Lymph node samples may be removed to determine if the cancer has spread, using one of two procedures:

  • Pelvic/para-aortic lymph node dissection is the surgical removal of lymph nodes from the pelvis and the area in the abdomen beside the spine. This operation can be performed at the same time as a simple abdominal hysterectomy or radical abdominal hysterectomy.
  • Laparoscopic lymph node sampling or laparoscopy is a new procedure for viewing the inside of the abdomen and pelvis. This technique involves inserting a tube into a small incision (as opposed to the large incision necessary for a simple abdominal or radical abdominal hysterectomy).


Complications are unusual for hysterectomies but include excessive bleeding, wound infection, damage to the urinary tract or gastrointestinal system, pelvic pain, bone and joint pain and, on rare occasions, blood clots. Women who have both their ovaries removed along with the hysterectomy experience menopause if they have not already been through menopause before the surgery. This can result in an increased risk for circulatory disease and osteoporosis.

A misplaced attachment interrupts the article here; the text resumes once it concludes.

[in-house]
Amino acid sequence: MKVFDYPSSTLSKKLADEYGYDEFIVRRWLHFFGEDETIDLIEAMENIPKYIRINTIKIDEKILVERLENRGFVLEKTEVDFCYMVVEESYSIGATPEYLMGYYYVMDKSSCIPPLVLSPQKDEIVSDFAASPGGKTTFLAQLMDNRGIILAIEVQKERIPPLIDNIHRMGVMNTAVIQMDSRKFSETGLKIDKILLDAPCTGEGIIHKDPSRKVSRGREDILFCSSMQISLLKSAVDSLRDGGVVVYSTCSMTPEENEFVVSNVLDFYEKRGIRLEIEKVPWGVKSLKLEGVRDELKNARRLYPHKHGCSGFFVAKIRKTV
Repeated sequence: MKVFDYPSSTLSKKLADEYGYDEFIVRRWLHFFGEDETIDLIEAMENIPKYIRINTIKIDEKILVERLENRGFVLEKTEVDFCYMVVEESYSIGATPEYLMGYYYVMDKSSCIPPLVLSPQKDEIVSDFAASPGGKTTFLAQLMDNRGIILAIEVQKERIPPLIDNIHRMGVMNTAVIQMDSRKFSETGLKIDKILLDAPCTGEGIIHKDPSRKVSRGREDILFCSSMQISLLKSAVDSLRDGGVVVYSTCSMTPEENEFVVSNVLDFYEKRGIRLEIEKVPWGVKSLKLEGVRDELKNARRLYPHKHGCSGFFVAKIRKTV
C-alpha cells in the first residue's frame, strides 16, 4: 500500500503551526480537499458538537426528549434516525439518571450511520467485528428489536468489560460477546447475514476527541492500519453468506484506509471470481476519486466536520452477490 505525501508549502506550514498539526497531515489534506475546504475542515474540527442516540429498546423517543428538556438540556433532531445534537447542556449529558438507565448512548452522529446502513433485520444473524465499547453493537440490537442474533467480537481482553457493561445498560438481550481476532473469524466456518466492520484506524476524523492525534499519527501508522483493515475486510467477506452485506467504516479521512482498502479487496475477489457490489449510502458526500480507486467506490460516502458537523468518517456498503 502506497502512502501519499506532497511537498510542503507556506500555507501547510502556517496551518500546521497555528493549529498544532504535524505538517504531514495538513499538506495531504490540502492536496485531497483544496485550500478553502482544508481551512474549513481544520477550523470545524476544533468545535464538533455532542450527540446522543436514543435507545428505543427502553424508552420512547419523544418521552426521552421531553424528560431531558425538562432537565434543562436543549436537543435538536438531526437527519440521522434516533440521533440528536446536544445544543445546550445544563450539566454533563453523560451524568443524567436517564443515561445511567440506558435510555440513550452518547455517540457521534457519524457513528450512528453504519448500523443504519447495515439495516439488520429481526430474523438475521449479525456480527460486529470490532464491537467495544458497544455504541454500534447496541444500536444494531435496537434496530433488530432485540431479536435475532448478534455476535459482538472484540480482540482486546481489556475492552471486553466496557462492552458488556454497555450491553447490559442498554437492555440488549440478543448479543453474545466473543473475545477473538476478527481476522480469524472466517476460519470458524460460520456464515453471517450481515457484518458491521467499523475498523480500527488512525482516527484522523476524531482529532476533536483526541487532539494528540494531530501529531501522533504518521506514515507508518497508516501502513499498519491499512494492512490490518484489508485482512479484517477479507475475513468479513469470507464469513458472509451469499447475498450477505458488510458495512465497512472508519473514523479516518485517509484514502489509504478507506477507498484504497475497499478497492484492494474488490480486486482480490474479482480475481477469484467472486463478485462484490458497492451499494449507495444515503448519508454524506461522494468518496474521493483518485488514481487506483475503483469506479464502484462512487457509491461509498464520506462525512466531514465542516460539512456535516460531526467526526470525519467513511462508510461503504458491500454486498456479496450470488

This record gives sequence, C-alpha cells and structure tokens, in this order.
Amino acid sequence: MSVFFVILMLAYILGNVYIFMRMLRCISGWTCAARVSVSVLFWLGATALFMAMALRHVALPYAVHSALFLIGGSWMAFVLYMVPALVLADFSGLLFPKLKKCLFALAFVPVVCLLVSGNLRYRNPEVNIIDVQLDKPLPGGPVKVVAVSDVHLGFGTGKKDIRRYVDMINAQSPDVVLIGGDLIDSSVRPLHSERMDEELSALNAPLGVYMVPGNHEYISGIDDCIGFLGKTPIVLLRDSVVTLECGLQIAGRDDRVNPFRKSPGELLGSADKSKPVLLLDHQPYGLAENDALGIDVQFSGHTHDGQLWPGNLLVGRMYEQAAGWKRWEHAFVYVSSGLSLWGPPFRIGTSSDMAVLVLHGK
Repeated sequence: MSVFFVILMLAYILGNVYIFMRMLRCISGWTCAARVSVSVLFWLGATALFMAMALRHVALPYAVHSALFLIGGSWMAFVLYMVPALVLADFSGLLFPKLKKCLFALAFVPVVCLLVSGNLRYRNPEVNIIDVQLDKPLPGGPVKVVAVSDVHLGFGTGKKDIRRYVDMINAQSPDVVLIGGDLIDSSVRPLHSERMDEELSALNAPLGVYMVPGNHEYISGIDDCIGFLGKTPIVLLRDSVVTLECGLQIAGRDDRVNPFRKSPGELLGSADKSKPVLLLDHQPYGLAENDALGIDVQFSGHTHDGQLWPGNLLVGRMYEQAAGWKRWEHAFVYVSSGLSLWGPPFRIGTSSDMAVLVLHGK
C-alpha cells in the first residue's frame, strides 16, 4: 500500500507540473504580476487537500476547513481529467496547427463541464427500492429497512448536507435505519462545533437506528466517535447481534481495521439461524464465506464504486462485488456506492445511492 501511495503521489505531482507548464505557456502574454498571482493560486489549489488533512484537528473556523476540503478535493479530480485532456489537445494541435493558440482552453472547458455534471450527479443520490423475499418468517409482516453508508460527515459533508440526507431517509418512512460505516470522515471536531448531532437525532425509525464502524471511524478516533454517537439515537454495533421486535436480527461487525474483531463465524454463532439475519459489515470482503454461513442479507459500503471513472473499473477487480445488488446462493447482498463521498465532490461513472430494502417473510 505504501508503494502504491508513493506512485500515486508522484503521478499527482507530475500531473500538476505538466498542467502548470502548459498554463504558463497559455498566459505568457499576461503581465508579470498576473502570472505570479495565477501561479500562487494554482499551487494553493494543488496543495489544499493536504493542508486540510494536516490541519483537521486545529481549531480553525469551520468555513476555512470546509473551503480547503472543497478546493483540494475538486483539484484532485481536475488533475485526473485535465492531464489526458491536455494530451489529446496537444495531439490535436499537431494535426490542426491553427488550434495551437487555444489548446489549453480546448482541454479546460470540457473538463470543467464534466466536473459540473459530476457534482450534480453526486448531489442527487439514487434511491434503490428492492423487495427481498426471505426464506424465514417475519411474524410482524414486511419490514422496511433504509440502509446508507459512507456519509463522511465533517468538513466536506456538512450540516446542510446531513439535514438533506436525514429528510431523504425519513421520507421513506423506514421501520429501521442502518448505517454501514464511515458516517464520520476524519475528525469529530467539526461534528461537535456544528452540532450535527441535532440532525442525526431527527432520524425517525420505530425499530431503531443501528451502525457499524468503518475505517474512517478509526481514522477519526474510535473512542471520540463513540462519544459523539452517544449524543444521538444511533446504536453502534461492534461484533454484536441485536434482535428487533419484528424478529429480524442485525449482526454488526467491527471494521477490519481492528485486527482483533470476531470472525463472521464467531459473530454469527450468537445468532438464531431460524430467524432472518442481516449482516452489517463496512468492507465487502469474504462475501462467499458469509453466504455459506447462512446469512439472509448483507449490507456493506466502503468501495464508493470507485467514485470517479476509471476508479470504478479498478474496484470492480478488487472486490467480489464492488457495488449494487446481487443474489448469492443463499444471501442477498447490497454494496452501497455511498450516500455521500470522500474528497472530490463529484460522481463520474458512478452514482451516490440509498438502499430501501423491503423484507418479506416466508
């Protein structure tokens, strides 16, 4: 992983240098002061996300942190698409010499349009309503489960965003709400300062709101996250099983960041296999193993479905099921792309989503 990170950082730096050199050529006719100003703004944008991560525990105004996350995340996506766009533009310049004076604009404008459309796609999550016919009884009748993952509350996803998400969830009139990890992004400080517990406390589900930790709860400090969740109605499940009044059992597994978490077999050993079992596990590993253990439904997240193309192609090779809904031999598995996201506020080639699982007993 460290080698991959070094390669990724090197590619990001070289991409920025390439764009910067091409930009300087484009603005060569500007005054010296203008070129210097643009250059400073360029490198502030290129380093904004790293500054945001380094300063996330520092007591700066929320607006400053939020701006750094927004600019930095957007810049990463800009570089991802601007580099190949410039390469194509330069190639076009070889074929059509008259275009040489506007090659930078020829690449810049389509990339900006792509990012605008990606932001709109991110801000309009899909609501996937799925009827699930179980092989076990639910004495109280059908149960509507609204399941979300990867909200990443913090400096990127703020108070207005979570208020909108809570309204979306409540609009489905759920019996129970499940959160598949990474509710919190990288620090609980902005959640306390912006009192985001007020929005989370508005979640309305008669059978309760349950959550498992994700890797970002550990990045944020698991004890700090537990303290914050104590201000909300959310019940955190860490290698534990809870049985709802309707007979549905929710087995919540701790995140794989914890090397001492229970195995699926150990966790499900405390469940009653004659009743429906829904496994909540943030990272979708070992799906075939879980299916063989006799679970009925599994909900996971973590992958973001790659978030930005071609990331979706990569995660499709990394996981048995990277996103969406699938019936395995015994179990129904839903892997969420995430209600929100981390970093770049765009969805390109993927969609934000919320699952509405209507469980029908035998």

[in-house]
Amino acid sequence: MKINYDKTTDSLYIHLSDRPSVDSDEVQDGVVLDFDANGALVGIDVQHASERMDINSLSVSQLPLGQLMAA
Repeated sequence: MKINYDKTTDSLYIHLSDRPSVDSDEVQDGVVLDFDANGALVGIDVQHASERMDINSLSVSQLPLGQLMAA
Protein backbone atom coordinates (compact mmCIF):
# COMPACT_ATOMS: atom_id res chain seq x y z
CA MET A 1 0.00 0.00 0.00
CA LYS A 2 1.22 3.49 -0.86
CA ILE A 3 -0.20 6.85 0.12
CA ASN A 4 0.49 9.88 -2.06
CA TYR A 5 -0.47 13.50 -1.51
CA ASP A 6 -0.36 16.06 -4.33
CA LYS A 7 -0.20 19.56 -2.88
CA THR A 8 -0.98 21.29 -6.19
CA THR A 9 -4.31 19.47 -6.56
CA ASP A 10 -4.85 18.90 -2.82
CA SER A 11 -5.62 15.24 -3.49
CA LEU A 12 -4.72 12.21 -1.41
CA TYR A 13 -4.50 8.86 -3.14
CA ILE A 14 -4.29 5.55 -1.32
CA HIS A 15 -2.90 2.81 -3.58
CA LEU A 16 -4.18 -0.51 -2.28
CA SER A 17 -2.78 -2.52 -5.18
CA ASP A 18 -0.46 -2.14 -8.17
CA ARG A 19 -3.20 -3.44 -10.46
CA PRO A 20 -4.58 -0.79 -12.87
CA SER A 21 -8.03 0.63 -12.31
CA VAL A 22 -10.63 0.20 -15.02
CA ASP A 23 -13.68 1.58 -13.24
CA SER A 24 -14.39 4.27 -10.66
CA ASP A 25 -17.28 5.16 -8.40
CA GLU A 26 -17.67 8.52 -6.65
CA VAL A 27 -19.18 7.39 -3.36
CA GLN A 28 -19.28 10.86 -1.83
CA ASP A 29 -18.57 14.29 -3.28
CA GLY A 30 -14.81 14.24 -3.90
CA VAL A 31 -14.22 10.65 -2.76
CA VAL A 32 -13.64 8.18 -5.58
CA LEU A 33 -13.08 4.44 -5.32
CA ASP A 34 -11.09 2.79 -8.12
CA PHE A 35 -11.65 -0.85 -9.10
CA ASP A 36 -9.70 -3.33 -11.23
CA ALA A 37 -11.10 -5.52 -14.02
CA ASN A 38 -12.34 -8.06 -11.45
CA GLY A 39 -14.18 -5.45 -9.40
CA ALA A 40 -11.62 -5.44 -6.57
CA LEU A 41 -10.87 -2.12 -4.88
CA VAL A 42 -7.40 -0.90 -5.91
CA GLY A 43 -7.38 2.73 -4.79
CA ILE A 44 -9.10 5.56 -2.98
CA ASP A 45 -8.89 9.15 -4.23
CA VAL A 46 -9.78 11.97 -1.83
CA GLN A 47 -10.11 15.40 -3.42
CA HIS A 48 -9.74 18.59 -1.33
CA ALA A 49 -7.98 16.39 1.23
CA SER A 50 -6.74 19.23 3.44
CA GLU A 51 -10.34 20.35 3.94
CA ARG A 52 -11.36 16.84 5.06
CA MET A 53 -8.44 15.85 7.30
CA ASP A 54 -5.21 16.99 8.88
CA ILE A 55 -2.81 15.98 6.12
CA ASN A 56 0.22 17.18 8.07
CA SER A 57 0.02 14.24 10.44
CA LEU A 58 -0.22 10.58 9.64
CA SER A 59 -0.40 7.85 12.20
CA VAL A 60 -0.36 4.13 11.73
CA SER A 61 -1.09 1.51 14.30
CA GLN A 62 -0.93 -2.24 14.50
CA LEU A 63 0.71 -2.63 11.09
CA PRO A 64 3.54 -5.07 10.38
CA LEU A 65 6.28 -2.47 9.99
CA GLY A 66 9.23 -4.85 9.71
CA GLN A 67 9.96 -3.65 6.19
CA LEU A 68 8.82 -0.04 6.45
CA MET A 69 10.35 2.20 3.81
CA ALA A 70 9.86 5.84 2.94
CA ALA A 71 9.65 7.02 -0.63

When the uterus is removed, there is also the possibility of prolapse, or “dropping,” of the other organs, such as the bladder or colon.

When lymph nodes are removed, there is also the risk of vein inflammation, nerve damage and lymphedema. Lymphedema can occur immediately after the surgery or several months or years later. A technique called sentinel node biopsy may avoid these risks.

Radiation Therapy

Radiation can be used to kill cancer cells and cure patients with endometrial cancer. There are two ways of targeting endometrial cancer cells: external radiation therapy and internal radiation therapy.

    1. External radiation therapy uses a machine to focus radiation from outside the body onto the cancer cells inside the pelvis.